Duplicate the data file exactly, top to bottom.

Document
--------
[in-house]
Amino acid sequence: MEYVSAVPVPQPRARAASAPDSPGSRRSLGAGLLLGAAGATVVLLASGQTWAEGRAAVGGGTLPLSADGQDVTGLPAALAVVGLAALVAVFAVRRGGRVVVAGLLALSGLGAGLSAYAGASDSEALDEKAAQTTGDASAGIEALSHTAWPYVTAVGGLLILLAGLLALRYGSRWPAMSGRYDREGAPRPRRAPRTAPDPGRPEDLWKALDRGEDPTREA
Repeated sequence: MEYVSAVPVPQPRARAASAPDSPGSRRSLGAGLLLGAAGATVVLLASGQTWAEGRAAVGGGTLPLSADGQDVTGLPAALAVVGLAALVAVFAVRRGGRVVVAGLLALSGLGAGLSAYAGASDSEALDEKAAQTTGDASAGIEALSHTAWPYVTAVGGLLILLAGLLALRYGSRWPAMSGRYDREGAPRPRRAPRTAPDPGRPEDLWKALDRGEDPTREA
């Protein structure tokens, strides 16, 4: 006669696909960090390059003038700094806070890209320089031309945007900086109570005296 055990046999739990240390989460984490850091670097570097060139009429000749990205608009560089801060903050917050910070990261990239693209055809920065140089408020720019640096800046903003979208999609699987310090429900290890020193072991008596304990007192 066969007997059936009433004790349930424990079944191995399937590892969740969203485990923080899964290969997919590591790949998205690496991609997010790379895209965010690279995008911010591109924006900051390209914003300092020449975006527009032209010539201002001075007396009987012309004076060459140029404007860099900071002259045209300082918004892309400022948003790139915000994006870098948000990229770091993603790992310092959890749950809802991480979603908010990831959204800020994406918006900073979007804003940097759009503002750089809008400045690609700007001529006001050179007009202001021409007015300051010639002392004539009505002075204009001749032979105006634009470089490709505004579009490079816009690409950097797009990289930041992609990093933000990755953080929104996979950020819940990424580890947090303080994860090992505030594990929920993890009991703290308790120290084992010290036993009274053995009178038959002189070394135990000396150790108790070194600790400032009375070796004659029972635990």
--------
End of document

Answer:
[in-house]
Amino acid sequence: MEYVSAVPVPQPRARAASAPDSPGSRRSLGAGLLLGAAGATVVLLASGQTWAEGRAAVGGGTLPLSADGQDVTGLPAALAVVGLAALVAVFAVRRGGRVVVAGLLALSGLGAGLSAYAGASDSEALDEKAAQTTGDASAGIEALSHTAWPYVTAVGGLLILLAGLLALRYGSRWPAMSGRYDREGAPRPRRAPRTAPDPGRPEDLWKALDRGEDPTREA
Repeated sequence: MEYVSAVPVPQPRARAASAPDSPGSRRSLGAGLLLGAAGATVVLLASGQTWAEGRAAVGGGTLPLSADGQDVTGLPAALAVVGLAALVAVFAVRRGGRVVVAGLLALSGLGAGLSAYAGASDSEALDEKAAQTTGDASAGIEALSHTAWPYVTAVGGLLILLAGLLALRYGSRWPAMSGRYDREGAPRPRRAPRTAPDPGRPEDLWKALDRGEDPTREA
């Protein structure tokens, strides 16, 4: 006669696909960090390059003038700094806070890209320089031309945007900086109570005296 055990046999739990240390989460984490850091670097570097060139009429000749990205608009560089801060903050917050910070990261990239693209055809920065140089408020720019640096800046903003979208999609699987310090429900290890020193072991008596304990007192 066969007997059936009433004790349930424990079944191995399937590892969740969203485990923080899964290969997919590591790949998205690496991609997010790379895209965010690279995008911010591109924006900051390209914003300092020449975006527009032209010539201002001075007396009987012309004076060459140029404007860099900071002259045209300082918004892309400022948003790139915000994006870098948000990229770091993603790992310092959890749950809802991480979603908010990831959204800020994406918006900073979007804003940097759009503002750089809008400045690609700007001529006001050179007009202001021409007015300051010639002392004539009505002075204009001749032979105006634009470089490709505004579009490079816009690409950097797009990289930041992609990093933000990755953080929104996979950020819940990424580890947090303080994860090992505030594990929920993890009991703290308790120290084992010290036993009274053995009178038959002189070394135990000396150790108790070194600790400032009375070796004659029972635990």